Anadhrsti in Mahabharata was referred to as Sanjay. Like his father before him, he was a charioteer and adviser of Dhritarashtra, the King of Hastinapur. A loyal, humble, and devoted man, Sanjay, who was a great devotee of Maharishi Ved Vyasa, didn’t directly participate in the Kurukshetra battle between the Pandavas and the Kauravas but, through his divine vision, which he was blessed with by his guru Maharishi Ved Vyas, he knew everything that was happening during the battle.
Sanjay’s Appointment As The Charioteer
After Adirath, the charioteer of King Dhritarashtra, disappeared from the King to watch out for his received youngster, Bheesma alongside Guru Kripacharya and Vidur led an enrollment interaction, one which requested an unmistakable comprehension of one’s obligations and duties. Sanjay, who was chosen for his insight and dynamic capacities, showed his ability and, alongside Vidur, turned out to be close compatriots of Dhritarashtra. He was a Suta who drove chariots, joined in and gave news and data to the King, formed epic sonnets that applauded the chivalrous deeds of rulers and fighters, and engaged the King by singing tunes that celebrated his accomplishments.
A decent guide, he made Dhritarashtra mindful of Shakuni’s insidious plans and Kauravas’ wrongdoings. A genuine adherent of dharma and a man of rule, Sanjay went about as a diplomat between the Pandavas and the Kauravas during the ineffective harmony arrangements. Such was his inclination that Dhritarashtra and the Kauravas accepted that the solitary individual who could pass on their message of not consenting to the Pandavas’ interest that Indraprastha be given back to them was Sanjay, who might advance the message most politely conceivable.
Divya Drishti (Divine Vision)
In Mahabharata, the night before the conflict, the Pandavas and the Kauravas have effectively talked about the plans and techniques for the principal day of the conflict. Bhisma, mindful of the vestiges the conflict would surely bring, is at disquiet and needs to plan something to forestall the conflict. If all else fails, he visits Lord Krishna and asks him for some arrangement. Master Krishna attempts to clarify that the conflict is unavoidable however offers Bhisma a promise of something better. He encourages Bhisma to request that Maharishi Ved Vyasa visit Dhritarashtra. Ved Vyasa agrees and visits Dhritarashtra, who Sanjay is taking care of.
Maharishi Vyasa advises the King for submitting latently to the improper longings of his children, esp. Duryodhana and Dushasana, and attempts, though ineffectively, to convince Dhritarashtra to go about as a middle person between the Kauravas and Pandavas. Enraged at Dhritarashtra, Maharishi Vyasa discloses to him that his name would perpetually be spoiled for his latency, which has brought about a tumultuous circumstance. Showing regret for his activities and requesting absolution, Dhritarashtra at that point notices to Vyasa his craving to know the occasions during the fight and advances a solicitation to present to his charioteer Sanjay the heavenly vision or Divya Drishti. Maharishi Vyasa reveals to Dhritarashtra that on the off chance that he needs divine vision, he when all is said and done, could acknowledge it. Dhritarashtra, expecting that he may need to observe the passings of his children and his military, will not acknowledge it and requests that he award Sanjay the heavenly vision. Sanjay, being faithful to his lord, acknowledges it with effortlessness.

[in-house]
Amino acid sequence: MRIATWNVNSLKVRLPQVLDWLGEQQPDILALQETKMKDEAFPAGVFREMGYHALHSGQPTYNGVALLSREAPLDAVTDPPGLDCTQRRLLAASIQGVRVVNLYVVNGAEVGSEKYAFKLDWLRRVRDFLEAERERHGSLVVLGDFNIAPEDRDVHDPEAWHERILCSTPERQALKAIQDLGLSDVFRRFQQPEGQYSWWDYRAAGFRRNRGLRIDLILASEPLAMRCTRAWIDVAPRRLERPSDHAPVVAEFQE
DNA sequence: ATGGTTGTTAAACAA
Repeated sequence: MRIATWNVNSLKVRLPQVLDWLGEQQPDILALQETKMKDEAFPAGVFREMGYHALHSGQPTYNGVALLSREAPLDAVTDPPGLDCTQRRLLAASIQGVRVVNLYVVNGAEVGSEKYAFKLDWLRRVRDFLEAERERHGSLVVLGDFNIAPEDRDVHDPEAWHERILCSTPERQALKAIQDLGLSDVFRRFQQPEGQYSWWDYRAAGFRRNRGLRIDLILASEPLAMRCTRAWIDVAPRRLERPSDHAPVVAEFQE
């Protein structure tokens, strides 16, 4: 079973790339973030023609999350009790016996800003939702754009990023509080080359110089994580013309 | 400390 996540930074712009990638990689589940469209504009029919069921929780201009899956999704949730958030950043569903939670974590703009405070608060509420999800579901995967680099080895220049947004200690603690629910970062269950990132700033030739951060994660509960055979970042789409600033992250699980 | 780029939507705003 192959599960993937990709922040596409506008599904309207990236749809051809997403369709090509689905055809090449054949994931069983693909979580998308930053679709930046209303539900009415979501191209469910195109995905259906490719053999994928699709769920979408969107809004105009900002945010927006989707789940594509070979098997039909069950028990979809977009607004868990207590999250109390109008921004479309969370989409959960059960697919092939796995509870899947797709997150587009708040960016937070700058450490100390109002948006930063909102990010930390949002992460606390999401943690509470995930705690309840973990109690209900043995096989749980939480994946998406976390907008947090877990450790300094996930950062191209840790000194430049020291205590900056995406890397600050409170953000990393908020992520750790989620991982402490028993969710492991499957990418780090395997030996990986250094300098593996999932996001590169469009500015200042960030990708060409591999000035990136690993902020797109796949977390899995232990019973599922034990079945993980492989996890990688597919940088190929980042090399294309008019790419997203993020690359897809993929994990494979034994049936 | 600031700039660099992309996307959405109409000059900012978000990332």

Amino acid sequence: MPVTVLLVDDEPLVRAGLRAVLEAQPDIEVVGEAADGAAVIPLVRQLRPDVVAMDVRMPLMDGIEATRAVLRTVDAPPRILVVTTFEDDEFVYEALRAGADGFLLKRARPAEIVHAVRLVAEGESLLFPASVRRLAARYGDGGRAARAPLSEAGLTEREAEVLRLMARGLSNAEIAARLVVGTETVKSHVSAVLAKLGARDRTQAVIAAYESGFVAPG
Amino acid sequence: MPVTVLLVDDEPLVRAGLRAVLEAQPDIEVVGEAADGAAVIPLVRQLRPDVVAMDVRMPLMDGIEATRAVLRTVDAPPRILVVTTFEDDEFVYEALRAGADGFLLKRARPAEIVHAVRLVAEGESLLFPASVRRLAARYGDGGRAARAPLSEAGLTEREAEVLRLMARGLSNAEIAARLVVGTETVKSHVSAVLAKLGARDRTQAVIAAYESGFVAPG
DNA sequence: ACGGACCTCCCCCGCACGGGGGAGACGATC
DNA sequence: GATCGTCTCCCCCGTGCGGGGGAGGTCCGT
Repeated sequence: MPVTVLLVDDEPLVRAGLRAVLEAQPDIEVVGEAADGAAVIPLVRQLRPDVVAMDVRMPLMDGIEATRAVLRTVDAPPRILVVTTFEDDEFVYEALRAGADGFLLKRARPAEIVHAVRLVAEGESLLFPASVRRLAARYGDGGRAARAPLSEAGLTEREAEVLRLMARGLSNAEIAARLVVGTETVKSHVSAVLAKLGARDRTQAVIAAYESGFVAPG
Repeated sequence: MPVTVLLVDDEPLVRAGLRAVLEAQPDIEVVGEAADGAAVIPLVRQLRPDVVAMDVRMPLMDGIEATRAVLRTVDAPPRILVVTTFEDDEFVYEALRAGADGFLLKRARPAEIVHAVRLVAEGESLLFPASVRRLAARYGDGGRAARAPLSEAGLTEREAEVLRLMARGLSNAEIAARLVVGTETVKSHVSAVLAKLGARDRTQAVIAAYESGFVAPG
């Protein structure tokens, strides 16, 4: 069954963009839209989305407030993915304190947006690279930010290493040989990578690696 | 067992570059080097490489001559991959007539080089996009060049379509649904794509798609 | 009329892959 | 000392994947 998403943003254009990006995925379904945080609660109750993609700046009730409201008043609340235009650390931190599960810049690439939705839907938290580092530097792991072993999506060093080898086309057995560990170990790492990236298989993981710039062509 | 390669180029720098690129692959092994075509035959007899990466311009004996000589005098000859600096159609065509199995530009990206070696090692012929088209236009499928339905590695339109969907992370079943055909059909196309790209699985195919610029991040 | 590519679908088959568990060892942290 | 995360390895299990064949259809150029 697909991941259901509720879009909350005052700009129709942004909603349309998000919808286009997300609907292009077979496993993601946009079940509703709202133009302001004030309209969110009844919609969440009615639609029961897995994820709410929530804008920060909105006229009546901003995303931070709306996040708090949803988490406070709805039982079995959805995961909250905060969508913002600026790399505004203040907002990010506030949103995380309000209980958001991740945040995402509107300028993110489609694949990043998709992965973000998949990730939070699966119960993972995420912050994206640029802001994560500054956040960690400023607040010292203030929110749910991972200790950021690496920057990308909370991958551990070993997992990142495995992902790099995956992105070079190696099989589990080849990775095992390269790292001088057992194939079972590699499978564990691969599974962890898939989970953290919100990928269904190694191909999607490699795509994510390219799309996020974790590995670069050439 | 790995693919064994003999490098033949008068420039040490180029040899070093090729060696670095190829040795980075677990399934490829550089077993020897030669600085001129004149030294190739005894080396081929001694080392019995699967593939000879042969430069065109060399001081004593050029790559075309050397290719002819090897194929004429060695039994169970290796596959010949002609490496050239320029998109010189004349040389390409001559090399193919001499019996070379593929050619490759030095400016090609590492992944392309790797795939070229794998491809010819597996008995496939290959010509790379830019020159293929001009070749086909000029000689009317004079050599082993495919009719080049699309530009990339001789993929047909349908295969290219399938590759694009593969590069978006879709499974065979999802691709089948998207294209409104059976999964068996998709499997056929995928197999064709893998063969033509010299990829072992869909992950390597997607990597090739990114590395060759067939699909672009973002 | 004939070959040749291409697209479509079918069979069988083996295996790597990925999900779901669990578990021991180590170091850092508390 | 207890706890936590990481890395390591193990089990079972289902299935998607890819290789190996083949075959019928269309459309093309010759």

Sanjay as a constant reporter of the war
After being invested with Divya Drishti, Sanjay, in line with King Dhritarashtra, begins to disclose to him everything about the then world. This is referenced toward the start of Bhisma Parva in the Mahabharata. He portrays to his lord, in extraordinary detail, the variety of life, his speculations on the matter, living things, geology, and so forth
During the fight, Sanjay reports everything to Dhritarashtra in incredible detail. Clear, legitimate, and without favoring one side, Sanjay never gets some distance from detailing the deficiency of his lord’s children in the front line, however, it’s an agonizing position telling a parent the grisly passing of his children on account of the Pandavas. Notwithstanding this, he never avoids portraying genuine occasions; he, in any case, soothes Dhritarashtra and Gandhari at whatever point he reports the deficiency of their children.
Alongside Arjun, Hanuman, and Barbarika, Sanjay is an immediate audience of the Gita, presented by Lord Krishna himself, which he at that point describes to his lord, King Dhritarashtra. He is additionally one of the two observers to the Vishwaroop, the widespread type of Lord Krishna.
After the fight
After the conflict was over which finished in the Pandavas being triumphant, Sanjay followed Dhritarashtra, Gandhari, Vidur, and Kunti into retirement to Vyasa’s ashram, or cabin, to spend the remainder of their lives as sanyasi or holy people where Vidur passed on. They, at that point, chose to go to Gangadwara, presently known as Haridwar, to contemplate along the banks of the heavenly waterway Ganges. At some point, there was an out-of-control fire, one which Dhritarashtra, Gandhari, and Kunti decide to be devoured by since being immersed by fire is a demise befitting a holy person. Be that as it may, on Dhritarashtra’s guidance to get away from the fire and leave them be, he at that point resigned to the Himalayas, gone forever, which is portrayed by Narada to Yudhishthir, presently the King of Hastinapur.
Sanjay was considered as Anadhrsti as Dhritarashtra couldn’t see and Sanjay was his chariot and he used to guide the King about everything. During the war, Sanjay described the whole war to Dhritarashtra as he was given a variant so he was able to see everything. So his role was very significant in Mahabharata.